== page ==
After the harsh landscapes of Central Anatolia, this vast expanse of water surrounded by snow-capped mountains looks deceptively promising beaches and water sports. Lake Van has a huge entertainment potential, but nothing is really developed yet and there is not enough proper infrastructure. The pleasant side: the nature here is very picturesque and practically untouched.
The most conspicuous object on the map of Southeastern Turkey is the lake, which occupies an area of 3,750 sq. km. It was formed when the Nemrut-Dag volcano blocked the natural drain.
Traveling along the southern shore of the lake from Van to Tatvan, you will enjoy beautiful views, but there is practically no point in stopping anywhere – except for one place 5 km west of Gevash, where on Akdamar Island there is a church of the Holy Cross built in the X century, which you definitely need to see.
As in Akhlat on the northern shore, the cemetery in Gevash is full of tombstones erected in the period from the XIV to the XVII century. The multifaceted mausoleum of Halime-khatun turbesa, built in 1358 for a woman from the Kara-Koyunlu dynasty, is noteworthy.
Akhtamar, Holy Cross Church
One of the greatest wonders of Armenian architecture is this carefully restored church. It is located 3 km from the coast, on an island that can be reached by motor boat.
In 921, the ruler of Vaspurakan Gagika Artsruni built a palace, a church and a monastery on the island. Little remains of the monastery and the palace, but the church walls are in excellent condition, and the wonderful relief carvings on them belong to the masterpieces of Armenian art. If you are familiar with the biblical stories, you will definitely recognize Adam and Eve, Jonah and the whale, David and Goliath, Abraham sacrificing Isaac, Daniel in a pit with lions, Samson, etc. There are several frescoes inside the church.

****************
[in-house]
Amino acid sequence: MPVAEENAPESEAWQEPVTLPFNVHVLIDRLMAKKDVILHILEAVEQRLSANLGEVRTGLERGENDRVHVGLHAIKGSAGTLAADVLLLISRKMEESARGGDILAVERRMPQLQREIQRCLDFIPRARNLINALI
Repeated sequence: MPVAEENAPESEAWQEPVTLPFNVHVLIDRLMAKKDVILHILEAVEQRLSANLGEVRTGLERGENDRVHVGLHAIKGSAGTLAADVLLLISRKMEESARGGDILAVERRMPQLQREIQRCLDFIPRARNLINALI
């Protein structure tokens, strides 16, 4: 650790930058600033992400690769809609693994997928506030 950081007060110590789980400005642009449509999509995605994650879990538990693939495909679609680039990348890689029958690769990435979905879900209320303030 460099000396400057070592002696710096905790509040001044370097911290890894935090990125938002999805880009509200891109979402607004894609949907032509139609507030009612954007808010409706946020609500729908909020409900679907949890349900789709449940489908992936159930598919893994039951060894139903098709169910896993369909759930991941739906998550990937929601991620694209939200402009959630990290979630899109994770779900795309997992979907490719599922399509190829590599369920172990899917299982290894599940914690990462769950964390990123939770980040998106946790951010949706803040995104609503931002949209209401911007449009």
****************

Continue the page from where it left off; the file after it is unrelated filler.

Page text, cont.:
Another relatively well-preserved Armenian church, Altynsach, is located on a hill overlooking the lake. If you are driving your own car, include it in your route.
After leaving Akdamar, drive 12 km in the direction of Tatvan until you reach the intersection. Turn right onto the road leading to Altynchach – it is marked with a sign. After 3 km, the asphalt pavement ends and turns into gravel. The road goes around the shore of the lake for another 14 km, after which it leads to the village of Altynsach. Another 2 km from the village there is a church, which can be seen from afar.
A trip along the northern shore of Lake Van from Tatwan to Van is even more colorful than a trip along the southern shore.
Another 42 km along the shore of the lake on the road from Tatvan, and you find yourself in the underrated city of Akhlat, famous for its wonderful tombstones and cemeteries of the Seljuk Turks.
Founded during the reign of Caliph Omar, Akhlat became a stronghold of the Seljuks in the 1060s. When the Seljuk Sultan Alp-Arslan advanced to meet the Byzantine Emperor Roman Diogenes in the Battle of Manzikert, his base was just Akhlat.
Directly to the west of Akhlat, 300 m from the highway, there is a multi-faceted overgrown tomb of the XIII century, the Mouth of Shagirt Kumbeti. It is the largest Seljuk tomb in the region.
Further along the highway, on the left, there is a museum, behind which there is a huge cemetery Seljuk Mezarlygi, whose glassy tombstones are made of lichen-covered red volcanic tuff. They are covered with Kufic writings and intricate images of cobwebs.
For centuries, earthquakes, wind and water have moved these stones, and now they stand at various angles – a spectacular sight against the backdrop of the imposing Nemrut-Dag Mountain. Crows sit on most of the stones as guardians, and turtles slowly crawl between the ruins.
In the north-eastern part of the cemetery there is an unusual structure: a mosque and the tomb of Bayyndyr; the entrance is decorated with columns, there is a mihrab.
The small museum has a nice collection, including Urartian bronze buckles and needles, as well as several Byzantine necklaces made of glass beads.
Other attractions include Chifte Gumbet, about 2 km from the museum towards the center, as well as Khalat Sahil Kalesa, located south of Chifte Kumbet and built under Suleiman the Magnificent.